Very direct. Downright blunt. He thinks you talk too much. Chatty Cathy is pretty derogatory, but he had a right to say it being the manager.

    Scene 3
    Recently I went to get blood drawn, the lab tech put on gloves and opened every drawer in the area looking for something and even left the room and I heard her rifling through drawers in the other room. She came back to me smiled and said "OK, ready!" I waited to see if she was going to change gloves again but when she picked up my arm I said "Are you going to change your gloves?"
    Very direct, but understandable. A little embarrassing for the lab tech, but understandable given how important it is for the gloves to be clean.

    Scenario 4 (stole this one)
    Imagine you've just hired a new consultant whose job is to help you improve your communication. The first time you meet with her, she hands you an article and says, "Sit down and read this article I've written. Think about it carefully. Then I want to talk to you about it."
    Very direct and to the point. She tells him exactly what she wants him to do, and in what order. It comes off a little commanding, since she doesn't say "please," and doesn't seem to be acknowledging that he's above her. But it's very good communication otherwise.

  3. #3
    Filthy Apes! Kalach's Avatar
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    Direct to what kind of point? Someone can be direct as all get out, but if their focus is not the same focus as the other guy, the other guy isn't going to call them direct. The other guy might even think the "direct" person is hedging or hiding. Like, an INTJ might say, "Get out of my house!" and the other guy complains, "No, tell me directly, what do you feel about me! Why won't you be direct!"
    Bellison uncorked a flood of horrible profanity, which, translated, meant, "This is extremely unusual."

    Boy meets Grr

  4. #4
    Protocol Droid Athenian200's Avatar
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    Quote Originally Posted by Kalach View Post
    Like, an INTJ might say, "Get out of my house!" and the other guy complains, "No, tell me directly, what do you feel about me! Why won't you be direct!"
    But it's obvious what the INTJ feels. The INTJ hates your guts, and feels that you're intruding.

    Sounds like a typical INTJ feeling. Sometimes I feel that way too, when I'm really drained...

  5. #5
    On a mission Usehername's Avatar
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    @Protean--I think you have started a discussion many could benefit from, but could you clarify your objective/presumptions for categorizing as indirect/direct wrt your 4 situations? Or flesh out your main idea in more words? Especially for your first two situations, you're presuming links between the managers having an agenda and their words relating to that agenda, while not everyone would make those same presumptions unless you spell it out and we start from the same place.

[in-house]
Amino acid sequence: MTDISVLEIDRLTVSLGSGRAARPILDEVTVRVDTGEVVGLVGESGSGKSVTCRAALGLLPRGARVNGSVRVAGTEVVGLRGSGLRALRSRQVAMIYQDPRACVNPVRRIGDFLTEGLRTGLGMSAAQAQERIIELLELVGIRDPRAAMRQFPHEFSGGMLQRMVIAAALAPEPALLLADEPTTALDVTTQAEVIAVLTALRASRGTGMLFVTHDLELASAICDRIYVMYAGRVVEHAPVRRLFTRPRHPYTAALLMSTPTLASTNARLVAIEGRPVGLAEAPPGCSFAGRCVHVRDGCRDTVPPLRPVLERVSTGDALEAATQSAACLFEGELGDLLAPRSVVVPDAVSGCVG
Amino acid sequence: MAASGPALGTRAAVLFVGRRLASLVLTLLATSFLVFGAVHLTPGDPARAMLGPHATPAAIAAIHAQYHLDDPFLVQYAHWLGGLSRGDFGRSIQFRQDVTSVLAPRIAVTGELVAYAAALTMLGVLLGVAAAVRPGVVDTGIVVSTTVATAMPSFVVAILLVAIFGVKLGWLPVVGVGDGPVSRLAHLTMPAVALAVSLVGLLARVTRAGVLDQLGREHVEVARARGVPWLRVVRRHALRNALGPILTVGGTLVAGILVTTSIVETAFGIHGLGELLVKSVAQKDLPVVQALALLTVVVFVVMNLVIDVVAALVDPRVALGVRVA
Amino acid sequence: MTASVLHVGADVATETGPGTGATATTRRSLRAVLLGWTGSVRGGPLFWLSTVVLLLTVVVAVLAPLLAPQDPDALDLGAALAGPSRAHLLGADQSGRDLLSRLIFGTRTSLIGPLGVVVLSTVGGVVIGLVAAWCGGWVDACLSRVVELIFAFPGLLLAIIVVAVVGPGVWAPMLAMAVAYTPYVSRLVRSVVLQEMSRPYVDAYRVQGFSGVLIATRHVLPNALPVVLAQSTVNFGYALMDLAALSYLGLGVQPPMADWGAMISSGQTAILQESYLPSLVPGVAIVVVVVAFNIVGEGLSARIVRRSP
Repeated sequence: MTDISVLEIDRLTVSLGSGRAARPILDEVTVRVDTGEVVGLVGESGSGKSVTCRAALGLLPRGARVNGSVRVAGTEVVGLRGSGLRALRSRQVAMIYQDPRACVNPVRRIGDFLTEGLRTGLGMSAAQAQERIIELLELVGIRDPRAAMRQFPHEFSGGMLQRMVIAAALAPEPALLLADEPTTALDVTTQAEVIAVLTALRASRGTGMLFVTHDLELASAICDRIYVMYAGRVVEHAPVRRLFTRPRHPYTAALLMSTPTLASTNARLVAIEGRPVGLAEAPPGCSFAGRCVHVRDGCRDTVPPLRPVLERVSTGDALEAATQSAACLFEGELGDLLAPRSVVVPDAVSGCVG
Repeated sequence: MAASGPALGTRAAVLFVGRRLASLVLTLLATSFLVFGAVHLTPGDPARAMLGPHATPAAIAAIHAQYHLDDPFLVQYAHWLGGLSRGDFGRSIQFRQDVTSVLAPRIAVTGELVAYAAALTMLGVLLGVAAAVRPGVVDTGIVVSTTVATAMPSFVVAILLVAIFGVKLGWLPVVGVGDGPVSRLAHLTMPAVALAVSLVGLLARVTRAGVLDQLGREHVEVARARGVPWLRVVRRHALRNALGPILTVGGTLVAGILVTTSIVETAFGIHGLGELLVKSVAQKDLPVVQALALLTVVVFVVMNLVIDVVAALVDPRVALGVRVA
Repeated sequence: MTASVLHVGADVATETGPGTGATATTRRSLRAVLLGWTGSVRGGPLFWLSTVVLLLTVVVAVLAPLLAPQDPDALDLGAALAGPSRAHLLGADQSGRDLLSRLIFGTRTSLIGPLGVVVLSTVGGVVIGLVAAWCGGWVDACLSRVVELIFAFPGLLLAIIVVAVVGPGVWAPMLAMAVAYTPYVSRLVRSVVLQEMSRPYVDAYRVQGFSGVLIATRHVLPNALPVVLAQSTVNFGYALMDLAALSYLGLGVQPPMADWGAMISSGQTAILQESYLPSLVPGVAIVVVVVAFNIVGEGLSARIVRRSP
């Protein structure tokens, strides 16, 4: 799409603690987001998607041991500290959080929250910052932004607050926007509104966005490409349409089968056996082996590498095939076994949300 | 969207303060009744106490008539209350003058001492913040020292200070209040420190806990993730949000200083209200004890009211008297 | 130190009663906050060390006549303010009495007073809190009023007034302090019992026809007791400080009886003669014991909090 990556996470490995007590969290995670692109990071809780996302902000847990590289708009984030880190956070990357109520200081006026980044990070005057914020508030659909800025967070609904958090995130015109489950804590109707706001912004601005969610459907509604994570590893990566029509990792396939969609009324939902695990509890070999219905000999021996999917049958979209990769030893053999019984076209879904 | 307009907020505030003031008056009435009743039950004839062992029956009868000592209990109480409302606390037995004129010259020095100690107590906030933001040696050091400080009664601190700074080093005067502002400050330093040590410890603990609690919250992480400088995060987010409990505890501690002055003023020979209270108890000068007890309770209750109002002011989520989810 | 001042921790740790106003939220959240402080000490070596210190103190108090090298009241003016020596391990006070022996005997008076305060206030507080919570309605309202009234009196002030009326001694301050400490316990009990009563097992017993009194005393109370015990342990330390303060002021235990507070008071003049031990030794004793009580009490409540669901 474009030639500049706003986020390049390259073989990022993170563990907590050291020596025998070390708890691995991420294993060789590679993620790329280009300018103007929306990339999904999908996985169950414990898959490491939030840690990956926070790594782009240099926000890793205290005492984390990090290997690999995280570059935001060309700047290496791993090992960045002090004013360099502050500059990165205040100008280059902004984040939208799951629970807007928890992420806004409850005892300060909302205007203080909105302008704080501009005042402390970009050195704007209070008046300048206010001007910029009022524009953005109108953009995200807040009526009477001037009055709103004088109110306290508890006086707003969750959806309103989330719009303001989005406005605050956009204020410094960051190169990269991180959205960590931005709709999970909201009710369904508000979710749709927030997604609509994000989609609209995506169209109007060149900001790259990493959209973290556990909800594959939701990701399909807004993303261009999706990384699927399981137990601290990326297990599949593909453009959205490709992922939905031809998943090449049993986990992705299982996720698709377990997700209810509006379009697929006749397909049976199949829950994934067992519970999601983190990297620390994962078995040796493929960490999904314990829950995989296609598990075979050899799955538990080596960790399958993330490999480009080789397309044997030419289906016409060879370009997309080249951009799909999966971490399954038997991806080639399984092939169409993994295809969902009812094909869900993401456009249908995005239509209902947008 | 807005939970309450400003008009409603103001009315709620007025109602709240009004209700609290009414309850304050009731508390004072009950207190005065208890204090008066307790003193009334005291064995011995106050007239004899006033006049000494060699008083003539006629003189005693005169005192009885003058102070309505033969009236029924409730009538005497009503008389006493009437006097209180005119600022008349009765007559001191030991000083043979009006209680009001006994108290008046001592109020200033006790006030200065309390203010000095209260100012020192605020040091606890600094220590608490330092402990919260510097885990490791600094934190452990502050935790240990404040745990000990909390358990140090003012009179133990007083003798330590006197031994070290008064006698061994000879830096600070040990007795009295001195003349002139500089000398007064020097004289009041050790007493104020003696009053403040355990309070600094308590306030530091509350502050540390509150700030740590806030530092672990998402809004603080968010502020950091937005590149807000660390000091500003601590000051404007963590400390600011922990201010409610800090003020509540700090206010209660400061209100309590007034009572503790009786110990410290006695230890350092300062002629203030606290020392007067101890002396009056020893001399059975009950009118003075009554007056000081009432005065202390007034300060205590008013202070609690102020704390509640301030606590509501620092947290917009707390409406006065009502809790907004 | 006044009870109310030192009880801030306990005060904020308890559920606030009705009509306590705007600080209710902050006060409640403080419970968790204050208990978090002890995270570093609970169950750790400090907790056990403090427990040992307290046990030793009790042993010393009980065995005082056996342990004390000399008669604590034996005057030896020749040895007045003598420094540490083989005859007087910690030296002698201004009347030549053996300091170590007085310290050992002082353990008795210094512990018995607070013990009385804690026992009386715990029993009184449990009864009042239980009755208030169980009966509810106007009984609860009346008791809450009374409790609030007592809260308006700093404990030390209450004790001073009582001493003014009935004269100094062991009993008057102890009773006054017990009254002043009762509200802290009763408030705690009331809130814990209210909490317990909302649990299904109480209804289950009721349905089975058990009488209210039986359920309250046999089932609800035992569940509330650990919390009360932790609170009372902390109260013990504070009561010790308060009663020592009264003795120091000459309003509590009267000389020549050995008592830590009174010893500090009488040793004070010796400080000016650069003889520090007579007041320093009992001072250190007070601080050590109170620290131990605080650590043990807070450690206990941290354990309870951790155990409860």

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  6. #6
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    imo, to be direct would be to not have to try to read into posts to find out if there is some hidden gem that isn't being said directly in the post. it just takes too long to do that and i don't have that kind of time. but you guys carry on as usual. don't mind me.

  7. #7
    Glowy Goopy Goodness The_Liquid_Laser's Avatar
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    Here is how I see how each of these four scenarios:
    Quote Originally Posted by proteanmix View Post
    Scene 1
    When I worked at Starbucks and when it was slow us baristas would sit around talk. If we still had unfinished duties to do the manager would eventually start assigning us tasks around the store (effectively ending our chat sessions) but did not say anything to us about our socializing.
    To me this is direct. Why? Because the manager wants to run an efficient store, so if there are unfinished tasks the most direct way to get them done is to tell people to do the tasks. The socializing aspect is irrelevant.

    Scene 2
    When I worked at Victoria's Secret I so enjoyed one of my coworkers there. Basically we'd come to work just to talk and hang out. We'd typically choose some low customer interaction task and chit chat while we were working. Once our manager came up to us in full conversational thrall and said, "My! Aren't you two chatty Cathys!"
    Indirect and also stupid. Does he care about your socializing or does he really just want you to get more work done? The direct way would be to focus on the tasks he wanted done rather than on your socializing.

    Scene 3